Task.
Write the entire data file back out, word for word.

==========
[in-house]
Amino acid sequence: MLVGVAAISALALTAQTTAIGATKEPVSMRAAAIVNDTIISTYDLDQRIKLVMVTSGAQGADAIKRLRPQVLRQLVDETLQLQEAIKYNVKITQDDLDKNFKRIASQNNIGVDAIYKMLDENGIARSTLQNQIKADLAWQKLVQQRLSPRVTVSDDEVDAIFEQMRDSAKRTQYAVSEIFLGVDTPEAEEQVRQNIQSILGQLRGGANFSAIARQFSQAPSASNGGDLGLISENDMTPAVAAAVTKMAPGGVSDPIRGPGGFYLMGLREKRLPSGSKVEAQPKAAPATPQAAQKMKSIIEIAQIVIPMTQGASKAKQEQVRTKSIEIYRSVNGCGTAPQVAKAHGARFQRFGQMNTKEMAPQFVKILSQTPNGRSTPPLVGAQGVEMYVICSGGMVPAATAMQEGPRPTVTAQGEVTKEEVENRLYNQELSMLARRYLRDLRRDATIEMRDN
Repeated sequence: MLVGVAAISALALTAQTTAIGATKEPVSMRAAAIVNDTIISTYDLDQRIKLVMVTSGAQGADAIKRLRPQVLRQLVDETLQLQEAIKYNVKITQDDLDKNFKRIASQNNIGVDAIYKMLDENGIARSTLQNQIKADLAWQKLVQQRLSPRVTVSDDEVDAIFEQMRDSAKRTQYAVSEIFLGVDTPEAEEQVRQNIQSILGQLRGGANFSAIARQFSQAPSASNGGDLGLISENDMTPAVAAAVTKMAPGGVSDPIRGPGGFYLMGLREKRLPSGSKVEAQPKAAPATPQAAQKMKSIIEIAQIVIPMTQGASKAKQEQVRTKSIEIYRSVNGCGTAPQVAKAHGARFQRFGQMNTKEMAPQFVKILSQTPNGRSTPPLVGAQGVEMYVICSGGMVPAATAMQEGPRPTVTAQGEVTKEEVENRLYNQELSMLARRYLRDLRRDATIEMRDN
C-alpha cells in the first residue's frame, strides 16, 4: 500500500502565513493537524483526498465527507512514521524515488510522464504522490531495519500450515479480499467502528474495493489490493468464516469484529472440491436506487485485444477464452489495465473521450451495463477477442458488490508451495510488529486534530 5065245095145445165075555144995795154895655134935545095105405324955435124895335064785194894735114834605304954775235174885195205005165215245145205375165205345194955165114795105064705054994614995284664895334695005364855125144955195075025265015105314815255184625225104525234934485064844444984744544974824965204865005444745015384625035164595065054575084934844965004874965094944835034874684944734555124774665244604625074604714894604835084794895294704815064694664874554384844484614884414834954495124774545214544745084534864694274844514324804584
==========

[in-house]
Amino acid sequence: MLVGVAAISALALTAQTTAIGATKEPVSMRAAAIVNDTIISTYDLDQRIKLVMVTSGAQGADAIKRLRPQVLRQLVDETLQLQEAIKYNVKITQDDLDKNFKRIASQNNIGVDAIYKMLDENGIARSTLQNQIKADLAWQKLVQQRLSPRVTVSDDEVDAIFEQMRDSAKRTQYAVSEIFLGVDTPEAEEQVRQNIQSILGQLRGGANFSAIARQFSQAPSASNGGDLGLISENDMTPAVAAAVTKMAPGGVSDPIRGPGGFYLMGLREKRLPSGSKVEAQPKAAPATPQAAQKMKSIIEIAQIVIPMTQGASKAKQEQVRTKSIEIYRSVNGCGTAPQVAKAHGARFQRFGQMNTKEMAPQFVKILSQTPNGRSTPPLVGAQGVEMYVICSGGMVPAATAMQEGPRPTVTAQGEVTKEEVENRLYNQELSMLARRYLRDLRRDATIEMRDN
Repeated sequence: MLVGVAAISALALTAQTTAIGATKEPVSMRAAAIVNDTIISTYDLDQRIKLVMVTSGAQGADAIKRLRPQVLRQLVDETLQLQEAIKYNVKITQDDLDKNFKRIASQNNIGVDAIYKMLDENGIARSTLQNQIKADLAWQKLVQQRLSPRVTVSDDEVDAIFEQMRDSAKRTQYAVSEIFLGVDTPEAEEQVRQNIQSILGQLRGGANFSAIARQFSQAPSASNGGDLGLISENDMTPAVAAAVTKMAPGGVSDPIRGPGGFYLMGLREKRLPSGSKVEAQPKAAPATPQAAQKMKSIIEIAQIVIPMTQGASKAKQEQVRTKSIEIYRSVNGCGTAPQVAKAHGARFQRFGQMNTKEMAPQFVKILSQTPNGRSTPPLVGAQGVEMYVICSGGMVPAATAMQEGPRPTVTAQGEVTKEEVENRLYNQELSMLARRYLRDLRRDATIEMRDN
C-alpha cells in the first residue's frame, strides 16, 4: 500500500502565513493537524483526498465527507512514521524515488510522464504522490531495519500450515479480499467502528474495493489490493468464516469484529472440491436506487485485444477464452489495465473521450451495463477477442458488490508451495510488529486534530 5065245095145445165075555144995795154895655134935545095105405324955435124895335064785194894735114834605304954775235174885195205005165215245145205375165205345194955165114795105064705054994614995284664895334695005364855125144955195075025265015105314815255184625225104525234934485064844444984744544974824965204865005444745015384625035164595065054575084934844965004874965094944835034874684944734555124774665244604625074604714894604835084794895294704815064694664874554384844484614884414834954495124774545214544745084534864694274844514324804584